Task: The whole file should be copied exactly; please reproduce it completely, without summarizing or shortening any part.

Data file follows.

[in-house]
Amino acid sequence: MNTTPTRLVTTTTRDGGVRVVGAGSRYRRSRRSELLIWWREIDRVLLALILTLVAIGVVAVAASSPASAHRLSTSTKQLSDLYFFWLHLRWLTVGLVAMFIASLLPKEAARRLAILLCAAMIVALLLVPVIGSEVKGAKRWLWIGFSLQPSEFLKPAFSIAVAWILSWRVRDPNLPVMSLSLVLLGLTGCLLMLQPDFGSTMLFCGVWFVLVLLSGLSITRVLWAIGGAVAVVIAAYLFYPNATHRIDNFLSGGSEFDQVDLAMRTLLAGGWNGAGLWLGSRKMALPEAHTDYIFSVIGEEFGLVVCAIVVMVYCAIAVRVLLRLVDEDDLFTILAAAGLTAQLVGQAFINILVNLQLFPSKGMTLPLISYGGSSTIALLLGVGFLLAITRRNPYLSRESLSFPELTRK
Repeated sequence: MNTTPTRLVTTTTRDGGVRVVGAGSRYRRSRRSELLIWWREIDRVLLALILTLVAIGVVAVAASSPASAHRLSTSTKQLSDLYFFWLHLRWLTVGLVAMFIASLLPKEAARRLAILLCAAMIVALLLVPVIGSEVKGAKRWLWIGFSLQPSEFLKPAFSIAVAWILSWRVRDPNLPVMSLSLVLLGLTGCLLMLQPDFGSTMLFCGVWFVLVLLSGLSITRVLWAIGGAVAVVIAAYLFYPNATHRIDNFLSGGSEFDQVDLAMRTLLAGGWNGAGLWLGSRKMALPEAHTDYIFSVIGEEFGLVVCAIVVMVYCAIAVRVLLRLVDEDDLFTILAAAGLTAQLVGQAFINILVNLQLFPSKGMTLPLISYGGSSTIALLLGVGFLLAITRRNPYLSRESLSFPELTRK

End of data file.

[in-house]
Amino acid sequence: MNTTPTRLVTTTTRDGGVRVVGAGSRYRRSRRSELLIWWREIDRVLLALILTLVAIGVVAVAASSPASAHRLSTSTKQLSDLYFFWLHLRWLTVGLVAMFIASLLPKEAARRLAILLCAAMIVALLLVPVIGSEVKGAKRWLWIGFSLQPSEFLKPAFSIAVAWILSWRVRDPNLPVMSLSLVLLGLTGCLLMLQPDFGSTMLFCGVWFVLVLLSGLSITRVLWAIGGAVAVVIAAYLFYPNATHRIDNFLSGGSEFDQVDLAMRTLLAGGWNGAGLWLGSRKMALPEAHTDYIFSVIGEEFGLVVCAIVVMVYCAIAVRVLLRLVDEDDLFTILAAAGLTAQLVGQAFINILVNLQLFPSKGMTLPLISYGGSSTIALLLGVGFLLAITRRNPYLSRESLSFPELTRK
Repeated sequence: MNTTPTRLVTTTTRDGGVRVVGAGSRYRRSRRSELLIWWREIDRVLLALILTLVAIGVVAVAASSPASAHRLSTSTKQLSDLYFFWLHLRWLTVGLVAMFIASLLPKEAARRLAILLCAAMIVALLLVPVIGSEVKGAKRWLWIGFSLQPSEFLKPAFSIAVAWILSWRVRDPNLPVMSLSLVLLGLTGCLLMLQPDFGSTMLFCGVWFVLVLLSGLSITRVLWAIGGAVAVVIAAYLFYPNATHRIDNFLSGGSEFDQVDLAMRTLLAGGWNGAGLWLGSRKMALPEAHTDYIFSVIGEEFGLVVCAIVVMVYCAIAVRVLLRLVDEDDLFTILAAAGLTAQLVGQAFINILVNLQLFPSKGMTLPLISYGGSSTIALLLGVGFLLAITRRNPYLSRESLSFPELTRK